“At the moment, the government keeps introducing rules that are a disincentive for people to invest in residential rental properties. They’ve increased the taxes, they’ve changed the rules on how the relationship between the owners and the rentals actually operate … that is actually driving investment into other states.

“They are just mums and dads who have got a second house they’ve invested in as part of their retirement, and now they’re now being taxed and making decisions to sell those properties and shift their investment somewhere else.”

Sarah Copland, pastor of ENJOY Church Gippsland and co-organiser of the Restore Pantry food bank, has seen firsthand the rise of homelessness and food insecurity come through her door.

“COVID definitely caused a lot of that or an increase. And from that, we’re finding that it’s just continuing to increase,” she said.

Homelessness in Victoria has surged by 24 per cent in just five years, and data from the Australian Institute of Health and Welfare shows 2783 people in the Latrobe Valley region accessed Specialised Homelessness Services (SHS) last financial year – more than any other regional municipality in Victoria.

“People are becoming more and more anxious, they’re coming through our doors just so thankful they’s somewhere to get food, but also so many other things like housing that are causing that anxiety and worry,” Ms Copland added.

Ms Copland said she believes the higher cost of living pressures stems from years of COVID and recent industry shutdowns in the region, which had been further worsened by the state governments’ loose commitments to relieve the pressures in the regions.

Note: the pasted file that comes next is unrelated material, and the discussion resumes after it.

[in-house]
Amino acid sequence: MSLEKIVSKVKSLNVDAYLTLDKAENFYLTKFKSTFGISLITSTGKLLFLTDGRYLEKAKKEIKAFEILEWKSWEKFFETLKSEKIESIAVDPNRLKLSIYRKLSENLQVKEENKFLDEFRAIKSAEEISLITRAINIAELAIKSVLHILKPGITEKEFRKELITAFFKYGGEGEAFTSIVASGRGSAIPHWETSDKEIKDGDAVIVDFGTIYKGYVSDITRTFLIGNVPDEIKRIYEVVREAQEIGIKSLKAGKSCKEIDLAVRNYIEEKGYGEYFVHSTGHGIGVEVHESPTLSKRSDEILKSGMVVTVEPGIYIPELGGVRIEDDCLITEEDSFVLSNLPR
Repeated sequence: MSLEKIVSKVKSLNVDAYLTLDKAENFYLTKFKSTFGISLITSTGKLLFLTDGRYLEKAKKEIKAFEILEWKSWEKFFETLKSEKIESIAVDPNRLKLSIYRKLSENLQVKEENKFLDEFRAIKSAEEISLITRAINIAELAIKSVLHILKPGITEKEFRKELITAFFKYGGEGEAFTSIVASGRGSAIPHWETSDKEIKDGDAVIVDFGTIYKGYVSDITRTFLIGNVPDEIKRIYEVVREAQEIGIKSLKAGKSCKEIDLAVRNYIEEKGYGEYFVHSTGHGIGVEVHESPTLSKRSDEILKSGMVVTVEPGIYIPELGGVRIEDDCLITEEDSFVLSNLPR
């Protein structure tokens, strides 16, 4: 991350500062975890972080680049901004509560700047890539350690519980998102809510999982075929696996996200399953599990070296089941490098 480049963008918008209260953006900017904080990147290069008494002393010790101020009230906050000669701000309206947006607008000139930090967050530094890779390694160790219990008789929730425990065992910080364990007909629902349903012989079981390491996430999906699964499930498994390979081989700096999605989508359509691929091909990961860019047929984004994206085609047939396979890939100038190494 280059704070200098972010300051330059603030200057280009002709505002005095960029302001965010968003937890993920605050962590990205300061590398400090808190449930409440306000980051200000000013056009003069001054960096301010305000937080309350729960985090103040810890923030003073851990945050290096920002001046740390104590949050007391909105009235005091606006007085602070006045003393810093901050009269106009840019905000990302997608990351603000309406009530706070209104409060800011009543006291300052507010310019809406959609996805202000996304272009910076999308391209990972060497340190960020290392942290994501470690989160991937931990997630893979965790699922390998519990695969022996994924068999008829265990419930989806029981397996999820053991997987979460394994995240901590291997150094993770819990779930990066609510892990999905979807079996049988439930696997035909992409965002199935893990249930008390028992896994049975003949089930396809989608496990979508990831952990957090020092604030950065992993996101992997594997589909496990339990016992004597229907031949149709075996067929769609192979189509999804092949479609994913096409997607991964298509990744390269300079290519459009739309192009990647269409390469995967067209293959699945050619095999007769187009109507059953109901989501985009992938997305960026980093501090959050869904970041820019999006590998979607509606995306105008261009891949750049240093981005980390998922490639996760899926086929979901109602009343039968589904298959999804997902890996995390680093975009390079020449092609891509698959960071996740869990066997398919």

Ms Copland is often confided in by the community, where they tell her their stories of struggling to get by.

“We’ve got multiple families living within a single dwelling purely because they can’t afford rent; it’s just increasingly harder for people to get into rentals to be able to stay in rentals,” she said.

“We’ve got elderly now who are not turning on their heat during winter and then getting sick.

“The cycle just continues; it’s never-ending at the moment.”

Ms Bath said the state government must be held accountable for providing housing for the regions.

“They’re saying, ‘trust us’, we’re going to see new public housing to support our region on this land that we’re standing right now. Yet the accountability of us being able to ask those questions, the community being able to prosecute the issues, they (state government) have got a hands-off approach now,” she said.

“I am very concerned as a member of Eastern Victoria region. I work a lot in the Valley, I do see what Sarah is speaking about and people coming to my electorate office with housing stress in homelessness and with food insecurity; where is the accountability going to be from the Andrews government in relation to the processes committed when there’s no timeline.

“(The year) 2026 is gone. It can go on to the never-never for public housing, but the real and important need is here today.

“From one census to another census, there has been an 85 per cent increase in homelessness figures in the seat of Morwell in the Latrobe Valley.

“These statistics are alarming, and I want the Andrews government to stand up and be accountable and provide a timeline for when we’re actually going to see brick-and-mortar plans and peaks.

“Victorians are not silly, they want a commitment to remain committed. The backflip on the Commonwealth Games is massive, not only for our region in terms of loss of tourism and infrastructure or on the never-never but reputation damage across Australia and internationally. That has to have an impact on whether other countries or local businesses want to invest in our regions.”